The second greatest challenge is the presence of invasive alien species such as pines, wattles and gum trees that increase the fuel load and/or are highly flammable, making fires much less manageable. Table Mountain National Park (TMNP) and the Working for Water campaign put serious effort into removing alien vegetation from the Park, but they are not responsible for private land. The majority of private houses lost in this and previous fires were surrounded by dense alien vegetation.

Despite these challenges, the fire protection services (and town planners) have maintained an amazing record relative to similar ecosystems elsewhere in the world. A comparison of severe fires across Mediterranean-type Ecosystems (Table 1) shows that some of the most damaging fires in Fynbos to date (the Peninsula fires of January 2000 and March 2015) pale in comparison to fires from other regions.

These differences are due, in part, to urban planners in Cape Town largely maintaining hard edges at the wildland-urban interface, with relatively few houses isolated within dense vegetation, and also to the greater severity of fires in other Med-type regions due to the large and highly flammable fuel loads formed by their natural vegetation (largely pines, wattles and gum trees).

In the Cape Peninsula, most houses are built at the bottom of slopes, not on hilltops or midslopes above flammable vegetation where they are far more vulnerable to fire. We need to take a very close look at where property was lost in the recent fire, where fire defense was difficult, and what we can do to improve the situation for future fires.

We are still losing property and many fires are occurring more frequently than is healthy for Fynbos ecosystems. Since fires will continue to occur in natural or alien vegetation irrespective of actions to prevent them, it is clear that we need to improve our ability to coexist with fire by learning to be more fire-wise about positioning our houses, managing our properties, reducing the risk of starting fires, and about how we respond when fires break out (see resources below).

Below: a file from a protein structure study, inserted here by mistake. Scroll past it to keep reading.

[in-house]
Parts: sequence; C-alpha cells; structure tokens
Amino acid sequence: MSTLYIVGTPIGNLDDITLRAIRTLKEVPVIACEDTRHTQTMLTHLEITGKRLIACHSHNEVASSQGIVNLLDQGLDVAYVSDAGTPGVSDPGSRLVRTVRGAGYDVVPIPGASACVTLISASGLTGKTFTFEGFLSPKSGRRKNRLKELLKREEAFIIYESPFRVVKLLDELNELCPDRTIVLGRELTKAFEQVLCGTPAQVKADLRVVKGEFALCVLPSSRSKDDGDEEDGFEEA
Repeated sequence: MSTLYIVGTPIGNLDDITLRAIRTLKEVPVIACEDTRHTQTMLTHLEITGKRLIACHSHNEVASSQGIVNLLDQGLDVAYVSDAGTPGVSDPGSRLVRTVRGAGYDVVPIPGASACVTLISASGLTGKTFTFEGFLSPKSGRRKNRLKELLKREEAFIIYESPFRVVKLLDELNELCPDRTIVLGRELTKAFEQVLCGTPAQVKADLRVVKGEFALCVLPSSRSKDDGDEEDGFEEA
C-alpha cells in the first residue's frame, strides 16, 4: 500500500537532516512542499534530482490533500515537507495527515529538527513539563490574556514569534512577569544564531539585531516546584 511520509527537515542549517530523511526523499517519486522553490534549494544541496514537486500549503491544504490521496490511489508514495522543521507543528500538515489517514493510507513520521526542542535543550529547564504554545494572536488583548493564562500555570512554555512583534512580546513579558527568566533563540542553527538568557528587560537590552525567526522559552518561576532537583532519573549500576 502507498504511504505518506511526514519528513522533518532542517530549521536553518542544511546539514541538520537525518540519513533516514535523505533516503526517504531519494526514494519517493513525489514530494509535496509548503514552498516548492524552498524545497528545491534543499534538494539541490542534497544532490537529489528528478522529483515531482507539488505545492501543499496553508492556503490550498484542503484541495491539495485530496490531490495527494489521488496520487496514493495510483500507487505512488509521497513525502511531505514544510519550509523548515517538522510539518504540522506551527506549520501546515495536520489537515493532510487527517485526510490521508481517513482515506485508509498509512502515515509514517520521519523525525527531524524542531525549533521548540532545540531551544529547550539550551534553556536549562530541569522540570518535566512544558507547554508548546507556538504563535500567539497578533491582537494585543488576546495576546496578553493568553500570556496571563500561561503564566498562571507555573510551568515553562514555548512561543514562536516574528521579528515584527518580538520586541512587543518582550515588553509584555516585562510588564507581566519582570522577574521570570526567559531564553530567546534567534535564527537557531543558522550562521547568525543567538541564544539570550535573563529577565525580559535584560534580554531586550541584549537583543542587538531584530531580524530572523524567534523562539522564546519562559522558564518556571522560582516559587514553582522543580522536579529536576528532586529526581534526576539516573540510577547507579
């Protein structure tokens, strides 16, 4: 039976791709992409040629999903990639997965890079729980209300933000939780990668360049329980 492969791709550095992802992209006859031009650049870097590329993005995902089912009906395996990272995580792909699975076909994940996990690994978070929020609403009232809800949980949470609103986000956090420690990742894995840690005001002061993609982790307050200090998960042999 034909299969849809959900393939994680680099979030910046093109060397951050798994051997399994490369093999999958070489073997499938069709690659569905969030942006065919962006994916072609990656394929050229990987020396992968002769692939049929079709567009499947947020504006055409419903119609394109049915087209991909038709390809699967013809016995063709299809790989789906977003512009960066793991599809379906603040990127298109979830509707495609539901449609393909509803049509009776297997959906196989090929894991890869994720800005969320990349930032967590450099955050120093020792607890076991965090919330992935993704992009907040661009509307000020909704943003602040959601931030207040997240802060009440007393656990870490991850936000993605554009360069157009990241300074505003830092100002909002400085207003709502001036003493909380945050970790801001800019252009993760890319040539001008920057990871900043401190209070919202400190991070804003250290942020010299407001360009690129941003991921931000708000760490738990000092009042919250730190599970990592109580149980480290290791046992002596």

Map 1: Vegetation age (in days) in January 2000 and April 2011. The area affected by the March 2015 fire (within the black box) was predominantly 15 years old, but for a few small fragments. January 2000 saw the two largest fires on record at that time (both >3000 ha), burning approximately 8000 ha. The March 2015 fire is estimated to be >4000 ha, which would make it the largest single fire on the Peninsula on record. Areas like the Cederberg Wilderness Area have recorded fires as large as 80 000 ha, but do not have to contend with a large wildland-urban interface. Data courtesy of South African National Parks (SANParks)

We all need to think about what we can do to improve fire safety. Is our house close to the edge and how old is the veld the other side? Is anything on my property a hazard for spreading fire to the buildings or adjacent properties? Can fire protection services adequately access my property or the adjacent wildland-urban interface? Have I spoken to my neighbours and do we have a coordinated plan of action should a fire threaten our property? Of course, most homeowners bordering or near the park will be very fire-wise for the next year or two, but what about in 10-20 years’ time when the veld is ready for another round...?